Mortgage expert accuses Bank of ‘failing the British public with every rate rise’ | Personal Finance | Finance newsbhunt


Mortgage payers face more pain after the Bank of England’s chief economist warned interest rate setters must “see the job through” if soaring inflation is to be reined in.

The Bank has already raised its base rate 14 times in a row. A typical new mortgage had a rate of 4.66 percent in July, up from 2.33 percent a year earlier.

Lewis Shaw, mortgage expert at Shaw Financial Services, said another hike would be “absolutely crazy”.

He said: “After everything that households and businesses have been through the past few years, this is the icing on the cake. It’s tantamount to kicking the country when we’re on our knees.”

Riz Malik, director at R3 Mortgages, accused the Bank of “failing the British public with every rate rise”.

He added: “The only thing more hopeless is the Government, whose ‘sit back and do nothing’ approach towards the economy is shameful.”

Huw Pill, the Bank’s chief economist and a member of its Monetary Policy Committee, which sets the base interest rate, told a central banking conference in South Africa tackling inflation is the institution’s priority.

He pointed out: “The key element is that we on the MPC need to see the job through and ensure a lasting and sustainable return in inflation to the 2 percent target.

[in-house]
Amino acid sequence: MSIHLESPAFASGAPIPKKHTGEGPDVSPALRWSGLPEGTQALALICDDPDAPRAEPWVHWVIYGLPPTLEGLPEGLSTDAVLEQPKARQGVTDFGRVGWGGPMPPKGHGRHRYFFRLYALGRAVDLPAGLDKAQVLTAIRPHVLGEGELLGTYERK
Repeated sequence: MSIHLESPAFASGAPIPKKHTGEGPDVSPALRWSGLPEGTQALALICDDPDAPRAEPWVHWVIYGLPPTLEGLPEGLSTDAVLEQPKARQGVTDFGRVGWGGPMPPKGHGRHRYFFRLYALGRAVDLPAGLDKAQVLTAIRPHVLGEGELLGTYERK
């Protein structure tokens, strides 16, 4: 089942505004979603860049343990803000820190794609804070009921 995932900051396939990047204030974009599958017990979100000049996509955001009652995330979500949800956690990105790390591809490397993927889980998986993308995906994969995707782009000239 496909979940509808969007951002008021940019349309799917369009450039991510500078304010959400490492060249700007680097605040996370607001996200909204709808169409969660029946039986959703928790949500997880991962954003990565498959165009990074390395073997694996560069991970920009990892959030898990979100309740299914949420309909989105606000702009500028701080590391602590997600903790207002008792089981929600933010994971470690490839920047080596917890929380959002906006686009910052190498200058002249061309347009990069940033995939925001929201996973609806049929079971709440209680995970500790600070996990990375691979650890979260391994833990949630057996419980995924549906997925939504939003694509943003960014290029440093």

“Holding rates high for longer, but in a more steady, resolute way is the best way to vanquish inflation. There is the possibility of doing too much and inflicting unnecessary damage on employment and growth.

“But at least in my personal view, at present the emphasis is still on ensuring that we are sufficiently restrictive for sufficiently long to ensure that we have that lasting return to target.”

The MPC has steadily raised rates from 0.1 percent in December 2021 to 5.25 percent. It is expected to vote for another hike at its next decision on September 21. Inflation has eased back to 6.8 percent from a peak of 11.1 percent last October but is still far from the Bank’s target.

Michelle Lawson, mortgage adviser at Lawson Financial Ltd, said: “It’s about time the ‘2 percent dream’ is put aside for a moment.

“There are far too many other reports warning of how damaging these rate rises are for the general
public, business and the economy
as a whole.”

Higher interest rates take between 18 and 24 months to impact the economy. They have added hundreds of pounds a month to the mortgage repayments of homeowners and this has slammed the brakes on the
housing market.

Meanwhile, the Financial Conduct Authority says it is analysing information provided by nine banks and building societies on the value offered by their savings products.

It follows the introduction of the Consumer Duty last month, which requires firms to ensure products and services deliver fair value to their customers and act if they do not.

The City regulator said it will now analyse the information provided by the organisations and will publish an update later this autumn.


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